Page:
The internet is a weird and wonderful place where two or more parties share a communication link to communicate with each other. For services that assume a human will interact them there is significant scope for abuse of that service by programs designed to take advantage of that service. Computationally it is very cheap to send data over the internet and any function which performs a function on the data received, unless returning a static zero length message, will incur more costs than the sender.
We discuss ways that bot writers can use tools to enable the defeat of reCaptcha to wreak havok
Imagine I create a service available online that produces cryptographically secure 2048 bit prime numbers that could be used in an RSA encryption scheme and I call it TotallySecurePrimes.com. This service would take a few hundreds of second of processing time to generate each prime. For the good people of the internet this would be an interesting service securing them against all evil. For others this service is a cheap source of computation and they could create scripts, or bots, that exploit my service to do something more compelling, hopefully, than a distributed denial of service (DDoD) attack.
Now, if I am anyway security conscious, I could employ a number of techniques to prevent bots from exploiting my service. An easy method, employed by millions of websites, is to use a Completely Automated Public Turing test to tell Computers and Humans Apart (CAPTCHA). Typically, these reverse Turing tests are easy for a human to complete but difficult for a computer to correctly answer. As computers have gotten better at completing tests the tests themselves have evolved. Google’s reCaptcha system, a fascinating system that has been used to make texts legible, and classify objects, has been used extensively; I would highly recommend Louis von Ahn’s Massive-scale online collabation TED Talk to see how this system is used for good.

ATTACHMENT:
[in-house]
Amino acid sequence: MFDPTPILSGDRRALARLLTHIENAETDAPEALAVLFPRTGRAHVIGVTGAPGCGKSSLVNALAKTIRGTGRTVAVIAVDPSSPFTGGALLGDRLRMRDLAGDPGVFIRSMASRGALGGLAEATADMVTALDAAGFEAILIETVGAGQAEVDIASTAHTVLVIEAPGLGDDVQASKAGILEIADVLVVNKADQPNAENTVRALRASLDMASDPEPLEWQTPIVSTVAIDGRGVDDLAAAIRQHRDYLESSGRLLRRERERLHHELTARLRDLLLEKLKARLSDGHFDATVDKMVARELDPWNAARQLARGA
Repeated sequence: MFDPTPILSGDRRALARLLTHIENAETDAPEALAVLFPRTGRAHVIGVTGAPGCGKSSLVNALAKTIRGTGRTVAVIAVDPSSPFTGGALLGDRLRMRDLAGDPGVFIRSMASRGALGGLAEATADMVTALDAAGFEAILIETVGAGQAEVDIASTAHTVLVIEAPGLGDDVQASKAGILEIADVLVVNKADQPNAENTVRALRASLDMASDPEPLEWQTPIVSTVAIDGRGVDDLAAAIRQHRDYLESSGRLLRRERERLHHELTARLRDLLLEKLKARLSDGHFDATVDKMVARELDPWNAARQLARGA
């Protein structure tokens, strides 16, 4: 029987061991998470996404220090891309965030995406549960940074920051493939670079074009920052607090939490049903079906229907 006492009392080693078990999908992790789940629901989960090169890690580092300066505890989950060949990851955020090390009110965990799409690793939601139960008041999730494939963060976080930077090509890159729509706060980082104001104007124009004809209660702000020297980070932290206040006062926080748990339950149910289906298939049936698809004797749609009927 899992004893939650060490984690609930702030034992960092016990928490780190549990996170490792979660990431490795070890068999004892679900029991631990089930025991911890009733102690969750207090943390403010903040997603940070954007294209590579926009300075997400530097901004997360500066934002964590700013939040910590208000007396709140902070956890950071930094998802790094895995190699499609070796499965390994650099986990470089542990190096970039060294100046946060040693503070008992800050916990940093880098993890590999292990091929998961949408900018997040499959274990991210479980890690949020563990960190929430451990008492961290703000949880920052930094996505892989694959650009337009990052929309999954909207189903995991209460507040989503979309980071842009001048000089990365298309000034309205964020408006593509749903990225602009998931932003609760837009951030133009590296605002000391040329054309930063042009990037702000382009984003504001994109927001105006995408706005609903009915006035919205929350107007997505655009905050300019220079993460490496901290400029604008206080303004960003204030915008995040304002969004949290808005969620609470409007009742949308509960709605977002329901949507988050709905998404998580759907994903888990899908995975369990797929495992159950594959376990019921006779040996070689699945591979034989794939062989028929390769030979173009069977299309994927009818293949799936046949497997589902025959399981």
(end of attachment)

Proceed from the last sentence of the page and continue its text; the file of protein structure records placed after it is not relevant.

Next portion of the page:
These systems are primary visual due to the difficulty that computers had with vision, image context, and object categorisation. However, for reasons of accessibility there also needed to be an alternative way to prove that you are human for those of us that do not have sufficient vision. These have been aural tests that attempt to bamboozle computers to the same degree as the visual alternatives.
Incorporating a CAPTHCA system on my site lets me feel safe that only the good people of the internet are using my site. Sure, my users need to do a little test to make sure they are human but they want something from me and they get what they asked for and everyone is happy. Well, almost everybody. You see those pesky bot makers are furious that their cheap source of crypto primes has dried up.
The reCAPCHA system is no fool. Most of the time it will simply ask you to check a box as shown above to prove you are human. The system uses many metrics to assess the risk you pose prior to selecting a challenge for you to complete. The higher the risk the greater the challenge will be.
An Example of a higher order challenge
The system choses numbers to be spoken in different accents and varying pitches over background noise. An attack on this system first splits the audio track into a number of sub-tracks where numbers have been identified and uploads each sub-track to a number of online transcription services. The results for each sub-track are then collated and the final series of numbers are chosen using a carefully chosen heuristic. The series is then entered into the captcha service to complete the attack.
This relatively simple attack is accurate in 85% of cases; Google’s reCaptcha system will trust us more with every correct answer we give it. A tool has been developed called unCaptcha which can be used to automated these attacks. Further information is available via the USENET WOOT 17 Slides and you can even watch of vido showing how it exploits Reddit.